D.H.: Behind the stage after we won our Grammy I saw Terence Blanchard, who plays trumpet – one of my favorite trumpet players, an excellent jazz musician. I ran into him backstage and met him and thought that was amazing. And then to top it off, Lil Wayne announced during his performance, “And on trumpet, Mr. Terence Blanchard!” And Terence Blanchard walks out from behind the stage and starts playing this solo on a wireless microphone and the crowd just loved it. … It was a really nice thing to see. Like I said, we’re getting musical instruments back into pop culture.
A&S: So do you have a place already picked out for your trophy?
D.H.: Yeah, I might put it on my rubber hamper next to my files. [laughs] No, I don’t really have anywhere picked out – I don’t really know where to put it. … I’m still in college living in an apartment, so maybe when I get a nicer home with an office …
A&S: So once you graduate with your masters in jazz studies, do you have an idea what you would like to do?
D.H.: Yeah, I’d like to start teaching maybe at the community college level. You’ve got to start somewhere, so I’d like to start somewhere like that. Later on in life I’d like to be at a much larger university as a teacher of jazz studies and trumpet music. Hopefully in the next year, I’d also like to visit high schools and colleges as a clinician.
A&S.: It’s interesting that you are studying jazz, but the album you played on is all Tejano. How does your knowledge of one style affect your playing of the other?
D.H.: They help each other out. After being on the road playing Tejano music, it’s a different type of music, it’s a different type of style, accenting, tonguing – it’s a different approach. The basics are always the same, but really, with Tejano music, what it does for me with jazz music is give me a little more confidence with my trumpet playing, especially in front of people. If I’m ever feeling tired or fatigued, I know how to overcome these obstacles. Which is a pretty common thing in big band trumpet playing, especially at the university. Plus my improvisation – I get a lot of chances to improve in Tejano music, so it helps out with that in jazz studies. … And my knowledge of music theory of course helps with my improvisational work on the Tejano side as well.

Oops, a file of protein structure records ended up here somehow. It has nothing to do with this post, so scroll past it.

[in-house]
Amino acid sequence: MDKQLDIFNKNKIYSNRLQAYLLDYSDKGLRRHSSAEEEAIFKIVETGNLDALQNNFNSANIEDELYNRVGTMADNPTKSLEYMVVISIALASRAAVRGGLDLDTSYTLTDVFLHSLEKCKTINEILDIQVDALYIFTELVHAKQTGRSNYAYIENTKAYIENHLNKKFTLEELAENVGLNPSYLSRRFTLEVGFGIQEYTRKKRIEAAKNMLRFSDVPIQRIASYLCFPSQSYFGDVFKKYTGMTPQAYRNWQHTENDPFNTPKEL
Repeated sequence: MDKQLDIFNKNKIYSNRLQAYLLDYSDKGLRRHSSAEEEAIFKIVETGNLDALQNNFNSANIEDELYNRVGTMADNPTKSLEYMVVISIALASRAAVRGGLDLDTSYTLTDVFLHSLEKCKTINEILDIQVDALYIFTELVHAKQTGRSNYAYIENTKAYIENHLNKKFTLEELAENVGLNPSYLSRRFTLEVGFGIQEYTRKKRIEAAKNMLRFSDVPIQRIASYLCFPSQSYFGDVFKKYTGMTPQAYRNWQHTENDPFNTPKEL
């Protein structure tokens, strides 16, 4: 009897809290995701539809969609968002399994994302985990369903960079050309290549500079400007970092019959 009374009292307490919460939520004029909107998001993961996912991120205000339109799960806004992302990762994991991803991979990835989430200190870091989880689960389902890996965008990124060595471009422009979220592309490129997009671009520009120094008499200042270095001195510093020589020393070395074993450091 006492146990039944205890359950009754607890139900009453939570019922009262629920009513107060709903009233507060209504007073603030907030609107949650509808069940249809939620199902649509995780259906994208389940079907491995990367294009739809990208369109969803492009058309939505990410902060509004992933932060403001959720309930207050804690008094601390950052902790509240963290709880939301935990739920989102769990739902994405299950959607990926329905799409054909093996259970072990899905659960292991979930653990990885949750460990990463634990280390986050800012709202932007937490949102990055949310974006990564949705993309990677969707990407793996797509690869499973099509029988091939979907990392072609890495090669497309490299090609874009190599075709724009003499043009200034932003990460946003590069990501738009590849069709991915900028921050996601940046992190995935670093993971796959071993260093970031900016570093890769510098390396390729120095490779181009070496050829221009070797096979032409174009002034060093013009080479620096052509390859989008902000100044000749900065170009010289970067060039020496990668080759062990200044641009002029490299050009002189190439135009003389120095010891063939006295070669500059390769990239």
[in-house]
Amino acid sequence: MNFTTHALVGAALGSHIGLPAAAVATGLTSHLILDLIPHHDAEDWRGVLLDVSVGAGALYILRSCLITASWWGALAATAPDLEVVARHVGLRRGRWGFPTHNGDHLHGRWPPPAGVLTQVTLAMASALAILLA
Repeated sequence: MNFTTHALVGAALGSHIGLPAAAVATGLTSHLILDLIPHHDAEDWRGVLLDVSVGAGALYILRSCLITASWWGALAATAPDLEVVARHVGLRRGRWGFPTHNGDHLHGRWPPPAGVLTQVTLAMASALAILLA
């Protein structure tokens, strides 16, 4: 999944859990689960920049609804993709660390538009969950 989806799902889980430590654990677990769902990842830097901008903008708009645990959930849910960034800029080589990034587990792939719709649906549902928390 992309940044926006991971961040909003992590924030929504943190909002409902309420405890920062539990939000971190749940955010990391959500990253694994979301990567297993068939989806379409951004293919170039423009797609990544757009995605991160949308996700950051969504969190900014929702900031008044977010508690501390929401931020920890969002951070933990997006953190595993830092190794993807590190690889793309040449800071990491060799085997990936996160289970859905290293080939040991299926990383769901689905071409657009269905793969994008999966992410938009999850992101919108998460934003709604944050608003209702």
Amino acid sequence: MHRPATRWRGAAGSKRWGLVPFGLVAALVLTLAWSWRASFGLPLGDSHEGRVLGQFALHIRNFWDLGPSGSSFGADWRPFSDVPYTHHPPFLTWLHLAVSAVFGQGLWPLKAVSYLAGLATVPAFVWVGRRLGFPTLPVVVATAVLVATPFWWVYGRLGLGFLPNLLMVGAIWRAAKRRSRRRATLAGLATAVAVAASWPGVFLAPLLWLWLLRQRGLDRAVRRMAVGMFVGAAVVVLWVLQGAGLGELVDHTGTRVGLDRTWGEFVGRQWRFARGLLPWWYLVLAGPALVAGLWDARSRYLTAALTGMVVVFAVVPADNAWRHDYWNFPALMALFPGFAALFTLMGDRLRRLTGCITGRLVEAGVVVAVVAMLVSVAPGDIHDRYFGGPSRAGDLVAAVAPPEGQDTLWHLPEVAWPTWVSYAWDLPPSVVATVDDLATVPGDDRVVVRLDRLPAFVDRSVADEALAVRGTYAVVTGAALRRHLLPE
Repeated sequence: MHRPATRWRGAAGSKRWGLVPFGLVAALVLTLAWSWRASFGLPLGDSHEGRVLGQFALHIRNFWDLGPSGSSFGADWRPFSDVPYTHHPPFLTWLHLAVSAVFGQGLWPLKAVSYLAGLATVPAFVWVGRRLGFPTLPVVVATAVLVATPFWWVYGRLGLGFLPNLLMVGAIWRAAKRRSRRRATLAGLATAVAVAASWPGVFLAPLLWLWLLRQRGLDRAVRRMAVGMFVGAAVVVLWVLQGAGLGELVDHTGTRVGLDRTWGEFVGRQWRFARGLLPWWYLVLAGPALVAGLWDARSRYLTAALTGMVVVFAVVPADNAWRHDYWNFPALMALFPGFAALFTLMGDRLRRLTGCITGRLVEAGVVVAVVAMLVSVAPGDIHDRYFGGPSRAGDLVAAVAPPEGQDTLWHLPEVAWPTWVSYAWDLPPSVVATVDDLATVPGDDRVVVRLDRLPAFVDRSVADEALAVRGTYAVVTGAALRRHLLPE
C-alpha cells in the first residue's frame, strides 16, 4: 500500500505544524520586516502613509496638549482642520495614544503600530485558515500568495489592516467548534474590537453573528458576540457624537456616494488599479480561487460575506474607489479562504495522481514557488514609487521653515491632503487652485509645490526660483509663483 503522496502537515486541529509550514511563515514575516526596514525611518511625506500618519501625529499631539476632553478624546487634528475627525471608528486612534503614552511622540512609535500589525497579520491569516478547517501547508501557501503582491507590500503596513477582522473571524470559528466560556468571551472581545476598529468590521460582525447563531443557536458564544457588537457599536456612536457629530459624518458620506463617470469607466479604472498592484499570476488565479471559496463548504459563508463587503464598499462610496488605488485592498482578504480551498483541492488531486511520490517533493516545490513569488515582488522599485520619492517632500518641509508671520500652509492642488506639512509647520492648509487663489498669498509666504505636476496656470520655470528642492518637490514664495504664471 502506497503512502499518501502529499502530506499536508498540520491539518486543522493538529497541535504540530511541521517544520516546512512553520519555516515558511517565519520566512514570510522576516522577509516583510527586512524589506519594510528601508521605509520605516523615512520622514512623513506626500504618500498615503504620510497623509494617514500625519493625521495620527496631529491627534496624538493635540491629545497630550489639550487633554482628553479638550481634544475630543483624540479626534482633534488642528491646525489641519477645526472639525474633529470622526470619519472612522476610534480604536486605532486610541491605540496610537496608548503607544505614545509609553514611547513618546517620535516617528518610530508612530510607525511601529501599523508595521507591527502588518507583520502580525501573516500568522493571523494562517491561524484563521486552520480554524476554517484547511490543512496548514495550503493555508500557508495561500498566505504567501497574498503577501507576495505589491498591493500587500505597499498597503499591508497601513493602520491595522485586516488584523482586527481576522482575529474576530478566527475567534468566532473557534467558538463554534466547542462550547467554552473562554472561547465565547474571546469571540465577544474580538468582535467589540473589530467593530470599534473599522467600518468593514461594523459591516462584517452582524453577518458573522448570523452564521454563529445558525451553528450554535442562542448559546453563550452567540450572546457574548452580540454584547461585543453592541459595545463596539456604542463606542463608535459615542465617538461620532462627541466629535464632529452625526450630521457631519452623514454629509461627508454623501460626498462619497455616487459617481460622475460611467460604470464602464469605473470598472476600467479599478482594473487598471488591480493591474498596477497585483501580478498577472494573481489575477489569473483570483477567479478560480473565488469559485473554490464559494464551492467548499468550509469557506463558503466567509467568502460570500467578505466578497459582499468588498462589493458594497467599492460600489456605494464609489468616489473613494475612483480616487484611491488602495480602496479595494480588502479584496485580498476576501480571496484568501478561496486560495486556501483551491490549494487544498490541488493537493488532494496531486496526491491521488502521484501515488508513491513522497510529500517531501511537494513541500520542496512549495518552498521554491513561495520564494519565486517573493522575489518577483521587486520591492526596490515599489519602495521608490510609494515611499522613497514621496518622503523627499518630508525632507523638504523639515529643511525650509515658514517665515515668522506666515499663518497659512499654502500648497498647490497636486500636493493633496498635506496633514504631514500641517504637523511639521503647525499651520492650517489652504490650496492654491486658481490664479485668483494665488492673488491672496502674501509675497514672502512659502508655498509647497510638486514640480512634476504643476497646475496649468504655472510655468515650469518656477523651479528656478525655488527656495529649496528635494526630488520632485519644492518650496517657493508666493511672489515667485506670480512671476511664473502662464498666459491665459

A&S: In addition to your school work and your gig schedule, you also have a wife and two kids. How do you find the time for everything? Your schedule must be hectic.
D.H.: I have a really supportive wife – that’s really what it all boils down to. She’s helps me with the kids when I’ve got to study – she’s there for me. She graduated from college also. She’s really my backbone, and without her it wouldn’t be possible. But besides that, I just have nonstop scheduling. You get to be really good with time and not procrastinating. … We don’t get a lot of breaks, but I understand that if I work hard now, it’s going to pay off later. So hopefully if I keep doing it like this, it’ll pay off later.
A&S: It sounds to me like it’s paying off now.
D.H.: Yeah, it is. I hope it stays that way.
The Art&Seek Q&A is a weekly discussion with a person involved in the arts in North Texas. Check back next Thursday for another installment.